I’ve loved writing ever since I can remember—I wrote poems and stories at home, and it was my favorite part of school (and not just because I usually received A+ on my writing assignments). When I started writing middle grade novels, I was surprised that my talents weren’t enough. I think I do a great job of coming up with ideas, and creating fun, vivid characters, but I didn’t realize that most writers have at least one area they have to work on way harder than the rest. For me, that was plot. I kind of masked my problem, because I was able to add tension to my manuscripts by always considering the worst thing that could happen to my characters…but that wasn’t enough to create a full, exciting arc that could propel readers through an entire novel. I’m always working on finding ways to improve my writing, and am thrilled to see how much stronger my plotting is now.
I’ve never been a fan of outlines, but I realized that just knowing the beginning, ending and some possibilities for the middle, plus character sketches, wasn’t enough. After studying plotting, I found a method that works great for me. It’s a Plot Clock, created by writing coach and mentor, Joyce Sweeney, and breaks the novel up into four acts, starting in the normal world, which prevents me from jumping into the middle of a situation before readers care about my characters.
When I first started writing children’s books, I had no idea how deeply I’d have to dive into revisions. I love seeing characters come alive and watching all the wonderful layers evolve through revision after revision. I don’t remember having to revise my stories when I was in school. We’d get an assignment, hand it in, get a grade…end of story. I’ve really been impressed with the way I see writing taught now—with children as young as elementary school receiving feedback and being asked to revise their writing. I can’t even imagine writing children’s books without receiving critiques—feedback from peers and professionals really can help your writing grow!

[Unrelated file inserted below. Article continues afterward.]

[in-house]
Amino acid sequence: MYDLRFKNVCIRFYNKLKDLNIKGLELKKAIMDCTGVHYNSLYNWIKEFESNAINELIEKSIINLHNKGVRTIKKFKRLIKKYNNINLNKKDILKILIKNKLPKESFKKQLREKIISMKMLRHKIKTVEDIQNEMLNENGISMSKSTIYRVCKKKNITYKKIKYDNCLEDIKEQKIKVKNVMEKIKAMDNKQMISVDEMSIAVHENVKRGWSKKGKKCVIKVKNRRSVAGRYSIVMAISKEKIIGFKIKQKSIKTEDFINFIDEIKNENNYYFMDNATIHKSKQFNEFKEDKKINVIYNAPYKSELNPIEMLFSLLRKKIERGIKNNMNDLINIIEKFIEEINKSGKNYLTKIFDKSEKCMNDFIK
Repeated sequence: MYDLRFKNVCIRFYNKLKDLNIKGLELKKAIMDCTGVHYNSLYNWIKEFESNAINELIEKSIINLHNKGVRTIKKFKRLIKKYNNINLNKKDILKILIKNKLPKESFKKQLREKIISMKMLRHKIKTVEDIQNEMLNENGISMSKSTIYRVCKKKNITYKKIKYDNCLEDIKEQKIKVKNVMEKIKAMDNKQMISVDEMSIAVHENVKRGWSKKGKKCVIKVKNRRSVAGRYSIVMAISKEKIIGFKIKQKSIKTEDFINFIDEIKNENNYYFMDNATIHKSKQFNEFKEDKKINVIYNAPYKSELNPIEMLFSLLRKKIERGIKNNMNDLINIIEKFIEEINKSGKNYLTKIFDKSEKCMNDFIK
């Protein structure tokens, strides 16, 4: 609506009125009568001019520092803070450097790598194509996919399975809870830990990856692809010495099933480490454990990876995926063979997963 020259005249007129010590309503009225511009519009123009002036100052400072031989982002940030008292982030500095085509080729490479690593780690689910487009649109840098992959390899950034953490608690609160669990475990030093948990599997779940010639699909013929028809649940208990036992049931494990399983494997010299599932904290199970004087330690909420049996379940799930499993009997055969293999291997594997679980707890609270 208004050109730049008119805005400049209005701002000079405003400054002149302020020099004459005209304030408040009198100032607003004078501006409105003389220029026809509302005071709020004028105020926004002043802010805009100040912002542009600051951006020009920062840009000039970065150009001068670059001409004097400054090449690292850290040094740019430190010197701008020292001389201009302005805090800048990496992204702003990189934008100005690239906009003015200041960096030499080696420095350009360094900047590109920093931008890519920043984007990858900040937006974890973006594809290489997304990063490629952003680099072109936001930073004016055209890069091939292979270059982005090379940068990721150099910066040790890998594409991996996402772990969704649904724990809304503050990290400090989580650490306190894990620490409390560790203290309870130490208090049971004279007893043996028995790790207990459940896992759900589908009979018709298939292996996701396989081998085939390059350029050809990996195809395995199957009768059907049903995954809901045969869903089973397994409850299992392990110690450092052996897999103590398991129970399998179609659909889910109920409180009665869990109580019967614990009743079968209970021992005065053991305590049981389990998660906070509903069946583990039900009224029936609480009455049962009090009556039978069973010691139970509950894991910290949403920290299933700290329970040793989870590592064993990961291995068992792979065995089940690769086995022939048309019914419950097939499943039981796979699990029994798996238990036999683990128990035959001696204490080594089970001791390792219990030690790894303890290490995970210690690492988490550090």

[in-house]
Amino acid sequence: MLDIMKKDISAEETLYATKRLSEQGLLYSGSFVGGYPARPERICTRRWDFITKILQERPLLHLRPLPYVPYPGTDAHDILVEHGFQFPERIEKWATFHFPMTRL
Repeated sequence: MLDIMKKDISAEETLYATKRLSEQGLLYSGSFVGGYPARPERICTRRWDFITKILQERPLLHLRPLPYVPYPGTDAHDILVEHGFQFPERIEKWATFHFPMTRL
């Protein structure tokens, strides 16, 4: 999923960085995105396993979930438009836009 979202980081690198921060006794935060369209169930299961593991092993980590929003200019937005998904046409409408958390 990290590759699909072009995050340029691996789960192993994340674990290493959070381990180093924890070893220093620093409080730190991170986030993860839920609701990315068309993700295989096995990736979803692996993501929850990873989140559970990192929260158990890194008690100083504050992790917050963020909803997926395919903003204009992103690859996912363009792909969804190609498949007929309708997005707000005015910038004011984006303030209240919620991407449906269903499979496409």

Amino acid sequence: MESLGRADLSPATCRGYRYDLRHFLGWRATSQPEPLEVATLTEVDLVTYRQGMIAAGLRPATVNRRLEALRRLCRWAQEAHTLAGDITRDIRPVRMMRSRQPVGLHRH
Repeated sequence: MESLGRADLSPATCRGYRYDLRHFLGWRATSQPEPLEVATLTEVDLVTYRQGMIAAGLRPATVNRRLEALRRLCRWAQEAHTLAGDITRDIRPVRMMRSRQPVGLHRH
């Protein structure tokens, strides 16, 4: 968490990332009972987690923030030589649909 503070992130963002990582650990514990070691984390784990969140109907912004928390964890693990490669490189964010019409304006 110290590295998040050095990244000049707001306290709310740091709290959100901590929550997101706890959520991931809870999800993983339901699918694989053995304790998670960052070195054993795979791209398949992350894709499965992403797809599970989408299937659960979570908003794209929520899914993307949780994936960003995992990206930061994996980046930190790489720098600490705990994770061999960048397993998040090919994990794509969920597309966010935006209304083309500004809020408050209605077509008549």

Here are some things I’ve learned that I hope will help you, too:
- Take a good look at your strengths and weaknesses. It’s important to know what they are, so you can really focus on them! If you’ve had writing critiqued, what types of comments are there? I used to hear that some of my earlier manuscripts seemed episodic…it took me a while to realize it was because my plotting wasn’t strong enough to propel readers through the entire story.
- Try to swap critiques with people whose strengths are your weaknesses.
- Critique often—it helps the person who wrote the manuscript or story, but it also helps you a lot, too. It’s easier to spot areas that can be strengthened when you critique the work of others…and in time, you become better at finding those areas in your own manuscripts.
- Read as many books as you can, and stretch past your favorite genre to explore other types of books, too. Once you know your weaknesses, you can search for books that master those aspects.
- Read your story out loud. It’s easier to find places that need streamlining, dialogue that doesn’t feel natural, and where you can improve the pacing. Reading out loud often feels different with an audience, so even if you’re alone, you can record yourself, or read to your pets.
Teachers and parents—I’d love to know what you’ve noticed about the strengths and weaknesses of your students or children, and what you do to help them become stronger writers. And to all the writers out there—what are your strengths and weaknesses, and how have you overcome your weaknesses?
Mindy Alyse Weiss writes humorous middle-grade novels and quirky picture books. She’s constantly inspired by her twelve and fifteen year-old daughters, an adventurous Bullmasador adopted from The Humane Society, and an adorable Beagle/Pointer pup who was rescued from the Everglades. Visit Mindy’s blog or Twitter to read more about her writing life, conference experiences, and writing tips.